Yes. And all other states in the Deep South and Bible Belt will start to see the evisceration of reproductive-rights clinics. We know this because we’ve already seen it happen. For instance, in Indiana in 2016, now-vice president Mike Pence was governor. He signed a law that said you couldn’t have an abortion because of foetal abnormality. That law was eventually overturned, but has appealed its way to the Supreme Court. It will be the first abortion case Kavanaugh rules on. So, if you’re a woman in Indiana and your baby is going to be born without a brain, you’re going to have to have that baby… and watch it die.

So, as with Northern Ireland, the only way to get an abortion will be to travel?

That’s the real problem. If they overturn Roe vs Wade, women are at the mercy of their zipcode. Rich women will continue to cross state lines. Poor women – and predominantly women of colour – will be very adversely affected. And even more importantly, 97% of the work these clinics do has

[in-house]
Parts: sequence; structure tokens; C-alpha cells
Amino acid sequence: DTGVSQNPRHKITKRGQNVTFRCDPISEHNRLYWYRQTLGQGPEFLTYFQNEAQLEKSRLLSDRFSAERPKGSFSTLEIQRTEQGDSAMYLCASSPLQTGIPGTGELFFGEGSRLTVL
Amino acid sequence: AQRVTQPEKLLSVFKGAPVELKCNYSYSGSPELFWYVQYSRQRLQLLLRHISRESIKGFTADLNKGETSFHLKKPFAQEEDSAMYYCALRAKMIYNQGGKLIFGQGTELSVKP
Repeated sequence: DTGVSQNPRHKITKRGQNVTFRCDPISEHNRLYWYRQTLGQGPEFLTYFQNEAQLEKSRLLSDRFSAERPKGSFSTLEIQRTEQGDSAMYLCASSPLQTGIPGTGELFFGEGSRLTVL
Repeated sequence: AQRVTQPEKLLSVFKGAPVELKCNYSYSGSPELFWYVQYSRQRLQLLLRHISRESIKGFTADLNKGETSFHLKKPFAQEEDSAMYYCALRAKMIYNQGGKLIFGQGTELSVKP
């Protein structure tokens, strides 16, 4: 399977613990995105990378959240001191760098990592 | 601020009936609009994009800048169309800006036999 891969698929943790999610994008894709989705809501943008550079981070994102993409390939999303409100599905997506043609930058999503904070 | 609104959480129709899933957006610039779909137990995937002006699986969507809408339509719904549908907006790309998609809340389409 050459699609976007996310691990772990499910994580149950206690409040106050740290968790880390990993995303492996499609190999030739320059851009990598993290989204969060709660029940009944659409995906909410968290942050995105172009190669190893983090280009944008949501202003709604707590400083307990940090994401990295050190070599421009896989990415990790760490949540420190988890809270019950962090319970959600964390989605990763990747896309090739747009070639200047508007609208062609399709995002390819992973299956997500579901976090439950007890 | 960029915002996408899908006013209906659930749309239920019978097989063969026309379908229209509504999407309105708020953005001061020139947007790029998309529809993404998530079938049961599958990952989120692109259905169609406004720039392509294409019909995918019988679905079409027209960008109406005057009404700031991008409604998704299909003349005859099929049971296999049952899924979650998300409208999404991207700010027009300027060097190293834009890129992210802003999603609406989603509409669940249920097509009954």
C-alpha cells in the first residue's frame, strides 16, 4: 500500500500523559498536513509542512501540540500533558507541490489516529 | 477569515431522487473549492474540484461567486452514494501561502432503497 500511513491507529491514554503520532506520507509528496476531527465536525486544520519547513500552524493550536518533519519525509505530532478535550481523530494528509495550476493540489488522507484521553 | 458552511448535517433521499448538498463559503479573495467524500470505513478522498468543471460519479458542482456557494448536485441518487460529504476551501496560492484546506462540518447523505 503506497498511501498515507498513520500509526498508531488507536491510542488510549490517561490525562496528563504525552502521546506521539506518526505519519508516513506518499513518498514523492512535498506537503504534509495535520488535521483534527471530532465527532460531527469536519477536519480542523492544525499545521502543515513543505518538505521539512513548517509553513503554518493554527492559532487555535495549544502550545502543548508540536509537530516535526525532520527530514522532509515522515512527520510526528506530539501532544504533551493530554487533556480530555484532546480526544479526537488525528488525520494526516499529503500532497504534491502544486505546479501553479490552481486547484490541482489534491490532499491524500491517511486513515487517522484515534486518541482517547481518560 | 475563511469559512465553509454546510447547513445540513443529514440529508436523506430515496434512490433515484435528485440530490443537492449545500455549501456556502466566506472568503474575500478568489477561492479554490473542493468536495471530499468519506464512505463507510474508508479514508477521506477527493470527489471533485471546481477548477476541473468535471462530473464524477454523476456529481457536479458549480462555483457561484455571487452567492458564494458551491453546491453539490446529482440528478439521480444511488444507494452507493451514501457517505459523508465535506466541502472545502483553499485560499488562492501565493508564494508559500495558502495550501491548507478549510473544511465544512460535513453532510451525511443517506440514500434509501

nothing to do with abortion. It’s contraception, STD testing, cancer screenings, general gynaecological health… People who can’t afford to go to the doctor lose that care, too. So that tells you women matter less than men, women’s bodies are less important than men’s bodies, women’s stories aren’t as important as men’s stories. And, frankly, that’s unacceptable.

When someone calls you a women’s fiction author, what it means is you have a vagina

On the subject of women’s stories, you’ve been pigeonholed for telling women’s stories since the start.